"Rot & Ruin #1" Comic Review

Written by James Ferguson


Published by IDW Publishing




Written by Jonathan Maberry
Illustrated by Tony Vargas
2014, 32 Pages, $3.99
Comic released on September 10th, 2014


Zombies! Zombies! Everywhere! There are a whole mess of stories available about what happens when the dead first rise, but there's not nearly as many as to what happens long after they've been walking the earth. Jonathan Maberry's Rot & Ruin picks up fifteen years after the zombie apocalypse. The human race has been decimated. There are only about thirty thousand people left. The rest of the population has been infected. If you die for any reason, you come back as a walker.

The book centers on a group of young adults in Central California. They've learned to survive amidst nine fenced-in towns in the area along with the rest of the uninfected. Everything changed when they saw a plane. Now Benny Imura; his girlfriend Nix Riley; his friend Lou Chong; and Lilah have their first shred of hope in years, but they have to find out where the plane landed first.

Click images to enlarge

The idea that there are other people out there works great within the story and it makes total sense. Communication and technology tend to break down when people start coming back from the dead. There could be other pockets of civilization out there that this small group in California is unaware of. At first I thought it would be like 28 Days Later, but in this case North America was quarantined from the rest of the world instead of England. Then I remembered that anyone that dies is turned into a zombie, so that idea went out the window. There could be groups that are more diligent about handling their dead, disposing of them right away and whatnot.

Rot & Ruin begins with a hefty dose of exposition, but it never feels boring or dry. Maberry pulls at the heartstrings, showing how Benny survived "First Night" when the zombies first started rising. There's a wave of emotion as Benny recounts the tale of how he was rescued and protected when he was only a baby by his older brother, Tom. The poor kid watched his parents tear literally tear each other apart.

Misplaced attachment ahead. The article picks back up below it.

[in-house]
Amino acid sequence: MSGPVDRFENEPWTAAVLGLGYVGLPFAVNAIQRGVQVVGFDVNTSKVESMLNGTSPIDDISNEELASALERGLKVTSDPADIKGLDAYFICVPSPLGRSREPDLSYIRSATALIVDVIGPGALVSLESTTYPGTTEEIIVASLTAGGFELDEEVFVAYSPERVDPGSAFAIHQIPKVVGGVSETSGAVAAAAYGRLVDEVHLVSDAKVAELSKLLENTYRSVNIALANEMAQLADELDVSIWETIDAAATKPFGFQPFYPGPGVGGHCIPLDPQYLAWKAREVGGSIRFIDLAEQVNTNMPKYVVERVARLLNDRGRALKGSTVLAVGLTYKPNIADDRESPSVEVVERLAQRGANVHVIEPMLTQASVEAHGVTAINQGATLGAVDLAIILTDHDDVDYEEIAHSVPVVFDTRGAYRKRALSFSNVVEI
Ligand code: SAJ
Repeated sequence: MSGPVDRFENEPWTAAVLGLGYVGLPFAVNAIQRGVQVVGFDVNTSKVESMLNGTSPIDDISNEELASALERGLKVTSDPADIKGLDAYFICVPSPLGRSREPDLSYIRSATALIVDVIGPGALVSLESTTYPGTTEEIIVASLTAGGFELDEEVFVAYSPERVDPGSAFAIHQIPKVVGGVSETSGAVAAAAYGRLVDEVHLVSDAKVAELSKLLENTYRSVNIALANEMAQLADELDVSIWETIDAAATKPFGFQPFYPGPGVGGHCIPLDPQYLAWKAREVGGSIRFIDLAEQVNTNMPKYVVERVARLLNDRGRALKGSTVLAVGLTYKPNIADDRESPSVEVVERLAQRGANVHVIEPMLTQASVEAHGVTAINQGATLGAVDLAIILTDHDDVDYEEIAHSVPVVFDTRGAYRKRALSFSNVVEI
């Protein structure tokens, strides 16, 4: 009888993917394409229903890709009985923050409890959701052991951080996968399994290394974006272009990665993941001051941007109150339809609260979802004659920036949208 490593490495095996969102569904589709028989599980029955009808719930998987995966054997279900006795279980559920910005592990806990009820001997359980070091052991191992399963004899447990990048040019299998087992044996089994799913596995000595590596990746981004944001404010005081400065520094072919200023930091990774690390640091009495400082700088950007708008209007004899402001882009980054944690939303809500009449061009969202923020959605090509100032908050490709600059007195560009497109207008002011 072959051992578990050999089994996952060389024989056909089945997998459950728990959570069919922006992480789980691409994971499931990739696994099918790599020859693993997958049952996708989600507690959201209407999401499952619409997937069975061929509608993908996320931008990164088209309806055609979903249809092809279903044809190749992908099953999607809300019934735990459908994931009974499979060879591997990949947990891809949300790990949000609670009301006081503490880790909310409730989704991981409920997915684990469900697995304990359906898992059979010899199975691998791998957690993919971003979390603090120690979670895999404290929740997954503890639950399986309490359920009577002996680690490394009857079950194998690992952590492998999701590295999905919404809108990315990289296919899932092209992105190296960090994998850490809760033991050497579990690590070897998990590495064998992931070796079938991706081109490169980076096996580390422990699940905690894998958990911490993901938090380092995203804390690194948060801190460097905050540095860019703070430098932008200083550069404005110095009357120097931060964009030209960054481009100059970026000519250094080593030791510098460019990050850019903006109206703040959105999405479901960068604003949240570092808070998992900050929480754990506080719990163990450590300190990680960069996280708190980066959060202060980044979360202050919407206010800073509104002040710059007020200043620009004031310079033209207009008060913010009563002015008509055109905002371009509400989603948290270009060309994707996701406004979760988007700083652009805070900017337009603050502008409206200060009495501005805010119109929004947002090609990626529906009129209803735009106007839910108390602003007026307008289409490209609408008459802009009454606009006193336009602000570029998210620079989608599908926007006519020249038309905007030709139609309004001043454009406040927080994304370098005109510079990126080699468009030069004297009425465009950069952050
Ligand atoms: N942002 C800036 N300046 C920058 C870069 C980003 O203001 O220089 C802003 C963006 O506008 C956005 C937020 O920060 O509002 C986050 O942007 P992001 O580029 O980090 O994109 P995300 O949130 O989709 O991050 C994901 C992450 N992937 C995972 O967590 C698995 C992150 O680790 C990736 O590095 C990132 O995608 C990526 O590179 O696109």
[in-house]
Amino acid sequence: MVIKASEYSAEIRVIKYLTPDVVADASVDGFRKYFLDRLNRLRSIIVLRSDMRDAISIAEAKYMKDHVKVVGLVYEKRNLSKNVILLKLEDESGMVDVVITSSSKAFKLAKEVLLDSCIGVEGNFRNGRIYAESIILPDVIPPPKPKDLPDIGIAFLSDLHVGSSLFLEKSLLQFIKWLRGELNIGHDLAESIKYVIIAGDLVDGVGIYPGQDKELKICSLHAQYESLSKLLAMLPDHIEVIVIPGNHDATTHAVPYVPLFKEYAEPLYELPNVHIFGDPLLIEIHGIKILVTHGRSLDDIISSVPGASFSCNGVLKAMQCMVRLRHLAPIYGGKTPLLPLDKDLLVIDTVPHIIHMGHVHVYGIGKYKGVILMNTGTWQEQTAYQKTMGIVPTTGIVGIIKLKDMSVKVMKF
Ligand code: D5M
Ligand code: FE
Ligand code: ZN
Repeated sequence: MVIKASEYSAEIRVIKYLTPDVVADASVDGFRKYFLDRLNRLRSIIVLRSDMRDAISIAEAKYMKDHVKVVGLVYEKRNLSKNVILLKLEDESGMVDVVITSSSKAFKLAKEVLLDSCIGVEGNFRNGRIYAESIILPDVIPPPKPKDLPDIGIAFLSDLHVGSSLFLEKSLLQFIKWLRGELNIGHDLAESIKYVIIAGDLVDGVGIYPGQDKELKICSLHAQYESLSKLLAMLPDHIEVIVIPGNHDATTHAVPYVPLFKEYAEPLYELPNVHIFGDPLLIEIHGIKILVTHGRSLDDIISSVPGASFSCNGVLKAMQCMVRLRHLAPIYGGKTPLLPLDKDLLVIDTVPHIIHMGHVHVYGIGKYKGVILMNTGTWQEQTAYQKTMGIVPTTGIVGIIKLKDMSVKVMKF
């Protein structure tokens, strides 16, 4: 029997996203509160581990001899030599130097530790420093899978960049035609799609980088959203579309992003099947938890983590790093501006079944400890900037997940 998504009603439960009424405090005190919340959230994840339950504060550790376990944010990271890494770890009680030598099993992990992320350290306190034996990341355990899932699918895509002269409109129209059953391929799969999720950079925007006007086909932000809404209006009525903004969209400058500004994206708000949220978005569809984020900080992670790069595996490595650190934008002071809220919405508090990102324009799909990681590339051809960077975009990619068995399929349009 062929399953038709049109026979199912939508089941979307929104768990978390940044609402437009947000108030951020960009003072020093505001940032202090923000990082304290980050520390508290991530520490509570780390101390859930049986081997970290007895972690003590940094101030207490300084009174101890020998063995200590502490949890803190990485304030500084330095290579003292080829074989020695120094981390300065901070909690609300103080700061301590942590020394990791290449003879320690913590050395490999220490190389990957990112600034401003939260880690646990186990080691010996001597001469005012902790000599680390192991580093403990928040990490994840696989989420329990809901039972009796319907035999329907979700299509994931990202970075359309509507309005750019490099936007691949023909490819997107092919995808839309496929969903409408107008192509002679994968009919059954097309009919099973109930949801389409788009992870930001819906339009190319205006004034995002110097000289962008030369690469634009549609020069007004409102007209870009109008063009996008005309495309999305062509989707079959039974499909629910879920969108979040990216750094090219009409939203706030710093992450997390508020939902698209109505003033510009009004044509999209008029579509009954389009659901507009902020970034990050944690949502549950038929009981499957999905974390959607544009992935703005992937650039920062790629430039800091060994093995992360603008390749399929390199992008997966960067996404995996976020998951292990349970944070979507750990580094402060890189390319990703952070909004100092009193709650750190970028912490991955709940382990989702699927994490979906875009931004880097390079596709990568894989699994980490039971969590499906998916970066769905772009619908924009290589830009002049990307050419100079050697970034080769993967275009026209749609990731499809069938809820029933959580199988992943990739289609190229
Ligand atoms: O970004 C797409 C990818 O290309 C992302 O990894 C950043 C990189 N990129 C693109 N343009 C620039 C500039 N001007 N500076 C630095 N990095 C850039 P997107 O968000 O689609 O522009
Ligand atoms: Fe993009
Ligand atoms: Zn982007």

Artist Tony Vargas adds a nice touch to these flashback pages. Each one is crossed with the blade of the samurai sword that Benny carries with him. It begins on one side of the page, showing an infant Benny in its reflection, then moves farther and farther to the left as the comic goes on. With each turn of the page, the sword is soaked in more and more blood, cutting its way through zombies and Benny's past. It's a very cool effect and a great way to open the book.

Click images to enlarge

This is just the beginning of the gore that Vargas brings to Rot & Ruin. There are zombies all over the place and they're all hungry for human flesh. When Benny and his friends stumble upon a horde of them in the woods, the undead look up like it's their collective birthday. The kids jump into action with their swords, hacking and slashing their way through bodies, beginning with an impressive double-page spread with limbs and heads flying.

The design for the humans makes them look like any average American teenager. They could live next door to you. This makes them instantly relatable. You immediately have a vested interest in their lives and want to see them get through this OK.

The idea that a handful of teenagers would leave the relative safety of a gated community during the zombie apocalypse to look for a plane that they saw in the sky one day can be a bit of a stretch. I mean, they know the basic direction it was heading, but have no idea where it landed. That almost doesn't matter as Maberry pulls you in right away. The zombies have already won. These characters are just looking for some semblance of hope which is almost a foreign concept to them after everything they've been through.


Story: fourstars
Art: fourstars
Overall: fourstars

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James Ferguson
Lord of the Funny Books
James has a 2nd grade reading level and, as a result, only reads books with pictures. Horror is his 5th favorite genre right after romantic comedy and just before silent films. No one knows why he's here, but he won't leave.
Other articles by this writer



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